First impressions count. You can’t turn up on the first day of your new job and wing it. Or you can, but it will be obvious and sure to underwhelm your boss. Holding previous part-time jobs is advantageous and always recommended, but they don’t prepare you for the reality of a full-time, career role. Your boss from your part-time job likely expected mistakes and even issues — they knew it was just a short-term gig. Your new boss will be less forgiving and have higher expectations. Before you start, do your preparation:
Get to know your company.
Even if you covered a lot during your interview, I recommend doing a more in-depth investigation prior to your first day of work. Set up news alerts about your company and follow their LinkedIn page to stay updated. It’s also a good idea to connect with your new boss and follow the CEO on LinkedIn to gain insights into their views and thinking, as well as the organization’s values.
Get enough sleep.
You can’t show up at work as your best self if you’re not taking care of your mental, physical, and emotional well-being. One easy way to invest in self-care is by building stress-reducing habits. The most important is getting enough sleep. In college, you may have been rewarded for pulling an all-nighter to turn your paper in on time. At work, this won’t be the case. A healthy sleep pattern supports numerous aspects of cognition, including memory, problem-solving and judgement — all things you need to perform well. Not to mention, you should plan to be in the office (or online) early on your first day. Sleep will help you do that. Punctuality not only demonstrates professionalism and reliability, but also reduces any panic you might feel around being late.
Plan your workwear.
Whether business casual or formal, choose an outfit that gives you confidence in a professional setting. If you’re unsure what’s appropriate for your particular organization, ask your hiring manager. You can also search the company on social media and gather inspiration from pictures of people in the office. If in doubt, err on the professional side. Having a work wardrobe ready for that first week will ease any anxiety. The last thing you want is to wake up, scrambling to pick an outfit and stressing about showing up on time. This doesn’t mean investing in a new wardrobe. You can even wear the same outfits twice in one week. Just be sure your clothes are clean and look fresh. During the first week, you’ll gain a good sense of what to wear and what makes you feel comfortable in this new space.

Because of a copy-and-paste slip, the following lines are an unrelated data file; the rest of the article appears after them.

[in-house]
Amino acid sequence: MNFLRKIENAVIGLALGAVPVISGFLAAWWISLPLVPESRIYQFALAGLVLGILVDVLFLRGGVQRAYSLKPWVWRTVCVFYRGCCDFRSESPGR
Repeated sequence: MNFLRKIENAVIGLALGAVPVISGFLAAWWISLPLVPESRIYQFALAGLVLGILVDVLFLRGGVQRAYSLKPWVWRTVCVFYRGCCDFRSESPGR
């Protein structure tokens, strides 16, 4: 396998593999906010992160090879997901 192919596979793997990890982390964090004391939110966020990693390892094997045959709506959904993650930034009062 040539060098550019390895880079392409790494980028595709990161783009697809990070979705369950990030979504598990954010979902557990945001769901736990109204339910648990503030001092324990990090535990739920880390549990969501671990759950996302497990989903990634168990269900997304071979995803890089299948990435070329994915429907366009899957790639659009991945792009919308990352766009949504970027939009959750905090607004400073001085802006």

Prepare your introduction.
At some stage during the onboarding process, you’ll be asked about yourself. Don’t be too rehearsed, but have interesting facts ready, including your background, degree, and one or two meaningful hobbies you want to share. Consider the impression you want others to have of you. It’s not like a college get-to-know-you icebreaker where an outrageous statement gains you campus kudos. Equally, anything too stiff or contrived won’t flow. Be yourself. Keep it light and conversational with a little piece of information that stands out.
If you love sports or have an ardent passion for cooking, for instance, bring it up. These personal pieces of information will help you connect to others and make you more memorable. Guaranteed, someone will approach you with a similar interest. That’s how you’ll start building relationships, or even better, work friends.